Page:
As more podcast platforms explore putting shows behind subscription paywalls, there's growing evidence that the short-term revenue gain from subscribers is not worth the long-term loss – perhaps as much as 50% – of listeners. Conal Byrne, CEO of iHeartMedia's Digital Audio Group, suggests a better plan is to make all podcasts accessible on all platforms free, build a large following, and bring the resulting value to advertisers.
The 'fee or free' question for podcasts came up again this week as Bloomberg reports that "SmartLess," one of the few remaining 'breakout' podcasts not tied to a major platform, is fishing for a home – with a price tag of $20 million.
"SmartLess" launched last July and features hosts Jason Bateman, Sean Hayes, and Will Arnett. In each episode, one of the hosts reveals his mystery guest to the other two. The trio's Hollywood connections have stacked the guest list with plenty of well-known actors and politicians.
One analyst noted that no podcast is generating that much in ad sales on its own. So why is the show worth $20 million? To make a name for the platform - not the show. And to turn listeners – even just a portion of them – into paid subscribers.
There's already a well-known 'fee or free' story involving radio. Look what happened when "The King of All Media" left the empire he'd built via terrestrial radio for start-up satellite radio service Sirius. Stern had the number one morning show in several cities and attracted millions of listeners each week. But as soon as his broadcast was no longer free via radio, his numbers took a dive.
Sirius (before acquiring XM) had only 600,000 subscribers when Stern joined the satellite company in January 2006. Although the subscription-based service now has over 35 million subscribers, how many can you attribute to Stern?
SiriusXM doesn't report audience numbers. But online estimates claim Stern attracts 1,225,000 to as many as 2 million a day. Either number is a long way from the 20 million listeners Stern had (and could prove via Arbitron) during the 80s and 90s on his syndicated radio show. The most expensive deal so far in podcasting is Joe Rogan’s move to Spotify for $100 million. When Rogan’s podcast was available on unlimited platforms, his show was downloaded an estimated 200 million times each month. While Rogan’s show was the biggest podcast of the year in 2020 globally on Spotify, the service did not share how many downloads it actually received last year. Half? Fewer?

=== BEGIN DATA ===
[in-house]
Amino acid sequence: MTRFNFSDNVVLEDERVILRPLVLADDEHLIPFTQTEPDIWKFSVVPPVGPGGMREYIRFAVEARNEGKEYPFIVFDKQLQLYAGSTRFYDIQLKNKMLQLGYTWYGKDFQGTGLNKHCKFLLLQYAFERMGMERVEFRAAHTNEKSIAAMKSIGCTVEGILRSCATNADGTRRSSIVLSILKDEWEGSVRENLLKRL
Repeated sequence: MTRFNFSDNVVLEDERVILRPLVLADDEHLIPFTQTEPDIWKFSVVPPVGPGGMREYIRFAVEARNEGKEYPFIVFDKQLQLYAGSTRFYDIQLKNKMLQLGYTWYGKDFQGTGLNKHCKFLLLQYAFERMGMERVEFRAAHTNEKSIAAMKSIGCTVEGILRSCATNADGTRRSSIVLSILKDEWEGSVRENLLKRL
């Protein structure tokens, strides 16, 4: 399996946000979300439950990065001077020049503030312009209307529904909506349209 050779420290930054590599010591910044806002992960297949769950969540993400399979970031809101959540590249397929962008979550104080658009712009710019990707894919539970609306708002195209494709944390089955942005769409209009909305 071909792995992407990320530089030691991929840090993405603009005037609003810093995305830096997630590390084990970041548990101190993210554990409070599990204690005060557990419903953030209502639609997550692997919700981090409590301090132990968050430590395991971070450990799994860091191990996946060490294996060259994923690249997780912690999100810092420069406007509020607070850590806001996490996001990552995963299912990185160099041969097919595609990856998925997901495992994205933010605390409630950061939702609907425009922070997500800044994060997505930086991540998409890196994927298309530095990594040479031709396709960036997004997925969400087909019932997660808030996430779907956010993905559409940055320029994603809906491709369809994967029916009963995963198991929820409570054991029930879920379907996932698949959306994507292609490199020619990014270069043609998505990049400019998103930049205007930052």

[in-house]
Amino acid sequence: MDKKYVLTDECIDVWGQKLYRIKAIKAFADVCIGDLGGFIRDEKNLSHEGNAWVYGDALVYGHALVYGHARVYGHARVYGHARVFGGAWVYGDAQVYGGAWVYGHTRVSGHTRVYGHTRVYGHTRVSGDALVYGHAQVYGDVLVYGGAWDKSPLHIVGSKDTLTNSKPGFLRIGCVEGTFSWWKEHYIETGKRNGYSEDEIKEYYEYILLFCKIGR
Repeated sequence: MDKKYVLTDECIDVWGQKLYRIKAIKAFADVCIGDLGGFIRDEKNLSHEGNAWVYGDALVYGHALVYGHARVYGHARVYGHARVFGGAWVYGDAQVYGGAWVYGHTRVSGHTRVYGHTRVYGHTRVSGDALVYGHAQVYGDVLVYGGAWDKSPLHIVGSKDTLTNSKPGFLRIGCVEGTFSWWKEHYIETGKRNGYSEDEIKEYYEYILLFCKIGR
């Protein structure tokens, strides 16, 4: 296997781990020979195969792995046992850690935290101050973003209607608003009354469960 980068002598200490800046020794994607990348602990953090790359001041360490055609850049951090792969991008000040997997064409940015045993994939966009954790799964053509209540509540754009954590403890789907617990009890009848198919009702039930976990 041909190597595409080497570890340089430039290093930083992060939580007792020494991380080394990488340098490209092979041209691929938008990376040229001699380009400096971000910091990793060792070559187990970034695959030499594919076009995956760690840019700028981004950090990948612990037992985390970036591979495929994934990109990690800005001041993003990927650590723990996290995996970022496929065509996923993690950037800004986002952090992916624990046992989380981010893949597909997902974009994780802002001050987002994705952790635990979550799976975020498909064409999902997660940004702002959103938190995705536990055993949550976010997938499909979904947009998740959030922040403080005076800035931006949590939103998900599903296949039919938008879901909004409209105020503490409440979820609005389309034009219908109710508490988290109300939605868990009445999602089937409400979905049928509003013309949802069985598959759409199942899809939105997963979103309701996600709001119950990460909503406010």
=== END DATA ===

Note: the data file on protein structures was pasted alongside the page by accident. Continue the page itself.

Does the home base of the podcast matter? iHeart's Byrne believes it's the shows that drive the popularity and growth of podcasting, not the platform.
"During the quarantine, more people discovered podcasting," he says. "Because the quality of content has increased so dramatically, some platforms want to drive other businesses, like subscriptions, by using the popularity of podcasts. But in the long term, that may hurt the business and advertisers."
The iHeart Podcast Network has no plans to put any episodes behind a paywall. "iHeart's strategy is simple. Offer the best podcasts from 'A list' celebrities like Will Ferrell and Shonda Rhimes, and other up-and-coming creatives, to the largest audience possible at no charge," says Byrne, " and build a massive audience that gives scale to brands and advertisers."
"Free" seems to work for the listener. In May, iHeart Podcast Network was again the largest podcast publisher, with over 268 million downloads. NPR was second with 180 million downloads, and The New York Times came in third with 105 million.
"When it comes to building paywalls, one thing is certain: It decreases the audience for that high-quality content, perhaps by half of the size versus when the program was widely distributed free," says Byrne.